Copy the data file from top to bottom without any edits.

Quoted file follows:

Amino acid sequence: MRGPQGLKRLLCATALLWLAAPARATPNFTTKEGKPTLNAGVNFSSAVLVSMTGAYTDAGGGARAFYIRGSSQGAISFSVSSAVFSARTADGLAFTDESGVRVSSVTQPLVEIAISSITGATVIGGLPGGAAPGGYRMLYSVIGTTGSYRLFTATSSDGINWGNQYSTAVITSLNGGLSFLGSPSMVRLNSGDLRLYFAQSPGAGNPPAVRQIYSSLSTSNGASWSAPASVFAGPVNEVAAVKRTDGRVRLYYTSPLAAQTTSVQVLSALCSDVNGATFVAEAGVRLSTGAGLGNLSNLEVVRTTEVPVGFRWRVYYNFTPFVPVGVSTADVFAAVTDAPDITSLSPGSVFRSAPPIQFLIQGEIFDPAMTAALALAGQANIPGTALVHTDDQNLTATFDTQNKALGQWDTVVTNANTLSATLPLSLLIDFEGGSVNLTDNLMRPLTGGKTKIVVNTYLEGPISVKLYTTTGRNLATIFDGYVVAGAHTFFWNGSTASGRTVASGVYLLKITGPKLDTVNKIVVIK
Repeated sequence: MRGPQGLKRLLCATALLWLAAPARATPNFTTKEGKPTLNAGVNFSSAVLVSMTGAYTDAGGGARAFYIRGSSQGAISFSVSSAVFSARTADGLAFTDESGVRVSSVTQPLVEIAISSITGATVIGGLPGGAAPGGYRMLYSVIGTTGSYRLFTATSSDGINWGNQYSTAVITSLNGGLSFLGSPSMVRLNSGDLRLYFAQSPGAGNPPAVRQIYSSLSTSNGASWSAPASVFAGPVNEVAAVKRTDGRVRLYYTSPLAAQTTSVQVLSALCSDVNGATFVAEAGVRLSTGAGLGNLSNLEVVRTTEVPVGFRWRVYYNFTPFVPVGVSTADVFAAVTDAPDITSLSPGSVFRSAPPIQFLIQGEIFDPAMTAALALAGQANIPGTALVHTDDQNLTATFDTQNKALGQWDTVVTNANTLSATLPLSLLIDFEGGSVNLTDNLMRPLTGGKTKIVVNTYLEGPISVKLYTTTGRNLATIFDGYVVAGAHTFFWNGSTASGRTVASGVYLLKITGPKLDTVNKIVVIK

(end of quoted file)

Amino acid sequence: MRGPQGLKRLLCATALLWLAAPARATPNFTTKEGKPTLNAGVNFSSAVLVSMTGAYTDAGGGARAFYIRGSSQGAISFSVSSAVFSARTADGLAFTDESGVRVSSVTQPLVEIAISSITGATVIGGLPGGAAPGGYRMLYSVIGTTGSYRLFTATSSDGINWGNQYSTAVITSLNGGLSFLGSPSMVRLNSGDLRLYFAQSPGAGNPPAVRQIYSSLSTSNGASWSAPASVFAGPVNEVAAVKRTDGRVRLYYTSPLAAQTTSVQVLSALCSDVNGATFVAEAGVRLSTGAGLGNLSNLEVVRTTEVPVGFRWRVYYNFTPFVPVGVSTADVFAAVTDAPDITSLSPGSVFRSAPPIQFLIQGEIFDPAMTAALALAGQANIPGTALVHTDDQNLTATFDTQNKALGQWDTVVTNANTLSATLPLSLLIDFEGGSVNLTDNLMRPLTGGKTKIVVNTYLEGPISVKLYTTTGRNLATIFDGYVVAGAHTFFWNGSTASGRTVASGVYLLKITGPKLDTVNKIVVIK
Repeated sequence: MRGPQGLKRLLCATALLWLAAPARATPNFTTKEGKPTLNAGVNFSSAVLVSMTGAYTDAGGGARAFYIRGSSQGAISFSVSSAVFSARTADGLAFTDESGVRVSSVTQPLVEIAISSITGATVIGGLPGGAAPGGYRMLYSVIGTTGSYRLFTATSSDGINWGNQYSTAVITSLNGGLSFLGSPSMVRLNSGDLRLYFAQSPGAGNPPAVRQIYSSLSTSNGASWSAPASVFAGPVNEVAAVKRTDGRVRLYYTSPLAAQTTSVQVLSALCSDVNGATFVAEAGVRLSTGAGLGNLSNLEVVRTTEVPVGFRWRVYYNFTPFVPVGVSTADVFAAVTDAPDITSLSPGSVFRSAPPIQFLIQGEIFDPAMTAALALAGQANIPGTALVHTDDQNLTATFDTQNKALGQWDTVVTNANTLSATLPLSLLIDFEGGSVNLTDNLMRPLTGGKTKIVVNTYLEGPISVKLYTTTGRNLATIFDGYVVAGAHTFFWNGSTASGRTVASGVYLLKITGPKLDTVNKIVVIK